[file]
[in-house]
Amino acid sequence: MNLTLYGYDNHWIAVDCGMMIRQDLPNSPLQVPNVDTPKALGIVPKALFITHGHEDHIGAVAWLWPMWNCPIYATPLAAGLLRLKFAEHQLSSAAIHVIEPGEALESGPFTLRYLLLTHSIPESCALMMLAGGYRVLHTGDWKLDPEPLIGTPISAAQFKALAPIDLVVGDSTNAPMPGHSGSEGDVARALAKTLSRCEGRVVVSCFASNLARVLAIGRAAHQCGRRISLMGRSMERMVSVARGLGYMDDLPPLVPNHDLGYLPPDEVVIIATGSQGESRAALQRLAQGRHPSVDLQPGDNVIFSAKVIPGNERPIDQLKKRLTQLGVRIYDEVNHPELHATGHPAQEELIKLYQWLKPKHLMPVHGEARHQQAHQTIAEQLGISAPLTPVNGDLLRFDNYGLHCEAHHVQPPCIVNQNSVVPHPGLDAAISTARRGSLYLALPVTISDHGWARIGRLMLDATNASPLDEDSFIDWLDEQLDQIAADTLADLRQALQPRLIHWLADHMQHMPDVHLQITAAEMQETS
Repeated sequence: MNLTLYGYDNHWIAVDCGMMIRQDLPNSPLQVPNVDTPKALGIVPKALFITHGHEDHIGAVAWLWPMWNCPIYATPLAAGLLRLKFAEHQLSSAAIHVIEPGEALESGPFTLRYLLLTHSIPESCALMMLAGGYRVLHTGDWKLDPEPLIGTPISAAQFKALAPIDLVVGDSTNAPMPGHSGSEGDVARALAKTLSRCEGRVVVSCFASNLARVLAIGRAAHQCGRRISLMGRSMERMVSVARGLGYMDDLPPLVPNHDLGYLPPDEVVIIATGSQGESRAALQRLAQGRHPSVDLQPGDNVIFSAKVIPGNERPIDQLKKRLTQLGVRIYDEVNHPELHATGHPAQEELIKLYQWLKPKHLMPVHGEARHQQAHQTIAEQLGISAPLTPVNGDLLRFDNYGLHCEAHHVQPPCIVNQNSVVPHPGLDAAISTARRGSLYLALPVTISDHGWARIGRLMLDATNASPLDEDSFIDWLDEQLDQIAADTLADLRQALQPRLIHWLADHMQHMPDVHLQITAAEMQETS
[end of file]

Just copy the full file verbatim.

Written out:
[in-house]
Amino acid sequence: MNLTLYGYDNHWIAVDCGMMIRQDLPNSPLQVPNVDTPKALGIVPKALFITHGHEDHIGAVAWLWPMWNCPIYATPLAAGLLRLKFAEHQLSSAAIHVIEPGEALESGPFTLRYLLLTHSIPESCALMMLAGGYRVLHTGDWKLDPEPLIGTPISAAQFKALAPIDLVVGDSTNAPMPGHSGSEGDVARALAKTLSRCEGRVVVSCFASNLARVLAIGRAAHQCGRRISLMGRSMERMVSVARGLGYMDDLPPLVPNHDLGYLPPDEVVIIATGSQGESRAALQRLAQGRHPSVDLQPGDNVIFSAKVIPGNERPIDQLKKRLTQLGVRIYDEVNHPELHATGHPAQEELIKLYQWLKPKHLMPVHGEARHQQAHQTIAEQLGISAPLTPVNGDLLRFDNYGLHCEAHHVQPPCIVNQNSVVPHPGLDAAISTARRGSLYLALPVTISDHGWARIGRLMLDATNASPLDEDSFIDWLDEQLDQIAADTLADLRQALQPRLIHWLADHMQHMPDVHLQITAAEMQETS
Repeated sequence: MNLTLYGYDNHWIAVDCGMMIRQDLPNSPLQVPNVDTPKALGIVPKALFITHGHEDHIGAVAWLWPMWNCPIYATPLAAGLLRLKFAEHQLSSAAIHVIEPGEALESGPFTLRYLLLTHSIPESCALMMLAGGYRVLHTGDWKLDPEPLIGTPISAAQFKALAPIDLVVGDSTNAPMPGHSGSEGDVARALAKTLSRCEGRVVVSCFASNLARVLAIGRAAHQCGRRISLMGRSMERMVSVARGLGYMDDLPPLVPNHDLGYLPPDEVVIIATGSQGESRAALQRLAQGRHPSVDLQPGDNVIFSAKVIPGNERPIDQLKKRLTQLGVRIYDEVNHPELHATGHPAQEELIKLYQWLKPKHLMPVHGEARHQQAHQTIAEQLGISAPLTPVNGDLLRFDNYGLHCEAHHVQPPCIVNQNSVVPHPGLDAAISTARRGSLYLALPVTISDHGWARIGRLMLDATNASPLDEDSFIDWLDEQLDQIAADTLADLRQALQPRLIHWLADHMQHMPDVHLQITAAEMQETS